According to the IQWiG (Institute of Quality and Efficiency in Healthcare), of 100 people who see their doctor for foot health issues, on average, 20 are visiting for an ingrown toenail.
Our bodies are well-oiled machines. If a condition comprises the health of one part, it causes all kinds of problems for all the others. To keep our whole body healthy, we have to keep our feet healthy. Fortunately, treatment for ingrown toenails is typically non-invasive. If caught early, even home remedies are successful.
Keep reading for four home remedies for ingrown toenails.
What Is an Ingrown Toenail?
Ingrown toenails are the most common nail impairment, outranking other impairments like crumbling nails, fungal infections, and thickened nails, and often occur on the big toe.
An individual can tell they are developing an ingrown toenail by how the corners on one or both sides of the nail curve (instead of straight out), digging into the surrounding fleshy tissue as the nail grows. Even in its early stages, an ingrown toenail is uncomfortable, if not painful.
While ingrown can affect anyone, the most common two subpopulations that the condition impacts are:
- Teenagers and Young Adults – increased sweating from hormonal fluctuations (puberty) and sports/athletics.
- Adults 65 Years and Older – increased risk of diabetes and reduced flexibility, inhibiting consistent at-home foot care, which is compounded by aged-related nail thickening.
Additional risk factors include:
- Chronic Reduced Blood Flow (in the legs),
- Genetics (pincer toenails),
- Heart or Kidney Failure,
- Overweight/Obesity, and
- Medications for Cancer Treatment.
Common ingrown toenail causes that apply to the general population (predisposed or not) include:
- Excessively Sweaty Feet,
- Improper Nail Trimming (too short and/or rounded at the edges),
- Repeated Foot Trauma (e.g., stubbing your toe), and
- Shoes That Are Too Tight (especially in the toe box).
Symptoms of an Ingrown Toenail
The symptoms of an ingrown toenail depend on its severity. However, individuals may experience the following:
- Pain and Inflammation – the nail grows into the surrounding flesh.
- “Proud Flesh” (i.e., granuloma) – the inflamed flesh grows along the nail edge.
- Bleeding and Weeping – the granuloma begins growing over the nail.
When doctors evaluate a patient, they use their symptoms to classify the ingrown toenail in one of three stages—a stage one ingrown toenail causing inflammation and pain to a stage three ingrown toenail causing chronic inflammation of the surrounding flesh and weeping/pus drainage.
4 Ingrown Toenail Home Remedies
Can you treat an ingrown toenail at home? Yes!
However, it is essential to remember that the probability of successful home treatment depends on the severity of the ingrown toenail and whether you have a pre-existing health condition predisposing you to complications.
If you suspect you have an ingrown toenail but are otherwise healthy, your first step to treating it at home is to prevent infection by keeping the area clean and dry.
Next, you may choose to consider one of the following home remedies:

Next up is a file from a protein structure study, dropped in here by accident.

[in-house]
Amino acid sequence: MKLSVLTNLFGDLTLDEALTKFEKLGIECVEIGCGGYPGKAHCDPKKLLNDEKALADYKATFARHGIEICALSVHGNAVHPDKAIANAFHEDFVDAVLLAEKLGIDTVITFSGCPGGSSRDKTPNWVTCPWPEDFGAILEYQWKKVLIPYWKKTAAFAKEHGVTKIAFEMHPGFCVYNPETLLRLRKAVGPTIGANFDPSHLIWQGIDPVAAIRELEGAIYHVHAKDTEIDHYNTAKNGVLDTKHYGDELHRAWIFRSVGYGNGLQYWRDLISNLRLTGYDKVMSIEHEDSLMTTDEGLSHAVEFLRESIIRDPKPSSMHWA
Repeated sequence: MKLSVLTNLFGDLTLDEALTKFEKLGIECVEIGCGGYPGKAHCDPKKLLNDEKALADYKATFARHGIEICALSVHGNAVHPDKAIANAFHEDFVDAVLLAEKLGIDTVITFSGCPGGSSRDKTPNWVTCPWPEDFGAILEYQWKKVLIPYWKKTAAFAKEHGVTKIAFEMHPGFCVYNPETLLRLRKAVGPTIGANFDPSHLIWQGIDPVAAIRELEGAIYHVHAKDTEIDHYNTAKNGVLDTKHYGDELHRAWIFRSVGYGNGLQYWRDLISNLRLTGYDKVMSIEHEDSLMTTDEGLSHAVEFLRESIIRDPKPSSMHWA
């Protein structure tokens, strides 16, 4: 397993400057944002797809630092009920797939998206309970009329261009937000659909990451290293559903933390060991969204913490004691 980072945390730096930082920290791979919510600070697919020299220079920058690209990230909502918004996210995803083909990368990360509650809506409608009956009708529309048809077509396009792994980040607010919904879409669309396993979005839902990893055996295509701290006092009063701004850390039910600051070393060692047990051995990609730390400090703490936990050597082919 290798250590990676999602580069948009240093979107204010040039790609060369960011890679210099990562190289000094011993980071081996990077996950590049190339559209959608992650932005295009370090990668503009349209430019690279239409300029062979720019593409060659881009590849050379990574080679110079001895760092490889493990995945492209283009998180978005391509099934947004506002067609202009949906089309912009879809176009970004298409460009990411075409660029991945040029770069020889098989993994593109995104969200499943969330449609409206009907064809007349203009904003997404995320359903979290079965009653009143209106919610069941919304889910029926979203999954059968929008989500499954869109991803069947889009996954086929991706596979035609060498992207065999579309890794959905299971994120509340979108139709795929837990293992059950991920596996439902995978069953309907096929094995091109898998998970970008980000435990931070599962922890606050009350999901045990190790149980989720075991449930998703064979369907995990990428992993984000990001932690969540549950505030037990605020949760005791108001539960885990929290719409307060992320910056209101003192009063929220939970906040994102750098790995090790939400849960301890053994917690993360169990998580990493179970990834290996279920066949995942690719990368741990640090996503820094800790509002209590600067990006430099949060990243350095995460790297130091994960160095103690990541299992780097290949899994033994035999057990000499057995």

1. Soak your feet in soapy water.
To help combat any swelling and pain, try soaking the affected foot for about 15 – 20 minutes three to four times daily by submerging your foot completely in a basin of warm, soapy water.
Note: Adding Epsom salt may enhance pain relief.
After the 15 – 20 minutes are up, thoroughly dry your feet. You may also apply an antibacterial cream. While it is optional, antibacterial will help reduce the risk of infection.
2. Soak your feet in apple cider vinegar.
Apple cider vinegar is an age-old folk remedy, and although scientific data is limited, people have used apple cider vinegar for ages, believing it to have:
- Antiseptic, and
- Pain-relieving properties.
Swap soap (see remedy #1) for ¼ cup apple cider vinegar, adding it to a basin of warm water. Next, soak the affected foot for 15 – 20 minutes.
When your foot is done soaking, dry it thoroughly. You may also opt to apply an antibacterial cream.
Repeat this process once daily.
3. Apply a toe cap.
Toe caps are padded toe covers that act as shields for the ingrown toenail and the surrounding flesh as you apply other self-care methods to resolve the condition. Protecting the site will help keep the ingrown toenail from worsening and mitigate pain.
Along with cushioning the irritated area, you can find medicated toe caps, which come with a gel that softens the nail, easing the trimming process once the nail begins growing straight out.
4. Wear the appropriate shoes and socks.
Give your toes some space! Wearing shoes and socks that are too tight places pressure on the toes in two ways:
- Shoes that are too narrow exert force from either side of the toe box, pushing your toes toward each other.
- The crowded toes press against each other, producing additional pressure that may compromise one or more of your toenails.
We recommend reducing pressure around your toes as much as possible during the healing process, such as swamping shoes for sandals. However, when sandals are not an option, find a few pairs with plenty of room and breathability.
Make an Appointment With Expert Podiatrists
At The Foot & Ankle Center, you’ll find St. Louis area podiatrists you can trust. From ingrown toenails and other toenail impairments to various injuries, complications from chronic health conditions, and more, The Foot & Ankle Center treats it all.
To schedule a visit with one of our skilled medical professionals, please submit our online form at https://www.facstl.com/request-appointment/.
You may also reach us by email at firstname.lastname@example.org and by phone at (314) 487-9300.